"I've had lots of [elected officials'] offices tell me that they have gotten more contacts by far on this issue than any other," said Dawn Coppock, legislative director for Lindquist Appalachian Environmental Fellowship.

LEAF bases its work on the religious belief and Scriptural call that Christians are called to be its stewards of Creation.

"This has become a religious issue for thousands of Tennesseans," Coppock said.

"This is our best shot. This is the closest we've been. We could be the first state in the nation."

God will be so proud.

David Cook can be reached at davidcook@hushmail.com.

about David Cook...

David Cook is the award-winning city columnist for the Times Free Press, working in the same building where he began his post-college career as a sportswriter for the Chattanooga Free Press. Cook, who graduated from Red Bank High, holds a master's degree in Peace and Justice Studies from Prescott College and an English degree from the University of Tennessee at Knoxville. For 12 years, he was a teacher at the middle, high school and university ...

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Gloats said...

Call or email your TN Lawmakers and then sign & share this petition: http://signon.org/sign/protection-of-tennessee.fb1?source=s.fb&r_by=2119027

March 19, 2012 at 3:14 p.m.
Rtazmann said...

THIS IS ONE STUPID IDEA,,,AND WE PAY OUR GOVERNMENT TO MAKE THESE KIND OF DECISIONS???? WHO IS ON DRUGS???

March 19, 2012 at 4:47 p.m.
AlmostAmanda said...

JonRoss, I'm not sure why you can't figure out how to stay on topic or why so many conservative posters lately seem to need to drag Obama into everything, but let me clue you into a few differences: Obamacare can be repealed. When a mountaintop is removed, it's gone forever. And the process of removing the mountaintop will cost us dearly in terms of our environment, health, and natural beauty. If you want to support something as detrimental to our state as mountaintop removal for coal extraction just to enjoy a little anti-Obama/Obamacare tantrum, then quite honestly, you deserve to feel the effects of both. Grow up.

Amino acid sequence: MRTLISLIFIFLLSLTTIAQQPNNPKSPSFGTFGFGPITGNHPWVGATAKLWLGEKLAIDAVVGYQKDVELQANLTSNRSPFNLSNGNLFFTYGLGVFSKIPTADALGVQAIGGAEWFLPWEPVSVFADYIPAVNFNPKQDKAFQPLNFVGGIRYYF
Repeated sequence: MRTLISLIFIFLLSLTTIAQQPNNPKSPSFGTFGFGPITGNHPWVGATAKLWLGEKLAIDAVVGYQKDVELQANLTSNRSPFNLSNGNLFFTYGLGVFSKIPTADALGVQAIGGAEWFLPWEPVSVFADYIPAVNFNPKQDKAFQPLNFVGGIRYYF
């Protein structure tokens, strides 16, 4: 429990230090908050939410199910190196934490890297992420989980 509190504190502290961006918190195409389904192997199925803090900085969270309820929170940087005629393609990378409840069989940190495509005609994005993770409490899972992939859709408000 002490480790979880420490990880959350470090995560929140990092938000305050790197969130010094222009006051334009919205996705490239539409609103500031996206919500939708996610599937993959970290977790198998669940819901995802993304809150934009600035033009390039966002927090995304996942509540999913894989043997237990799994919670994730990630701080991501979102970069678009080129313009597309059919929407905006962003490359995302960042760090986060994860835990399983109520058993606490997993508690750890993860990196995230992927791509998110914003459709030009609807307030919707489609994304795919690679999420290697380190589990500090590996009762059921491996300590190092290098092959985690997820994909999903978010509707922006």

March 20, 2012 at 9:18 p.m.
Exusiai said...

David,

I'm sorry... are you mental? I mean I'm sure that the forest/woods that existed where your home now stands didn't just get up and walk away themselves. I'm almost certain that the natural woodlands that used to make up most of this valley just side stepped so you could have a paved road to your house.

Show me where in the Bible it says "Thou shalt not destroy nature". To make such a statement as "Mountaintop removal is a sin, like slapping the face of God." is not only ignorant, it's just plain misguided.

Do I agree with the mountain top removal? No. Is it a "Sin"? No.

Mental. I tell you.

March 21, 2012 at 2:25 p.m.

God ordered the destruction of a ton of trees when he had the ark built and then wiped out all the life on earth not in the ark. Killed it all. Dead. Seems the plants are designed for this type of occurence as they grew back and the earth grew all those trees again too. Someone doesn't know the bible.

March 22, 2012 at 11:18 a.m.
EaTn said...

Mountain top removal may not be a sin but I consider burning the coal removed in an unhealthy manner to slowly kill people with choking polluted air they breathe is. Also, I doubt the author of this article is receiving tens of thousands of dollars contribution from the business.

March 23, 2012 at 6:19 a.m.
eeeeeek said...

lol... in almost all "holy" texts creator and destroyer are equal descriptions

March 23, 2012 at 11:30 a.m.
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November 25, 2013 at 2:31 a.m.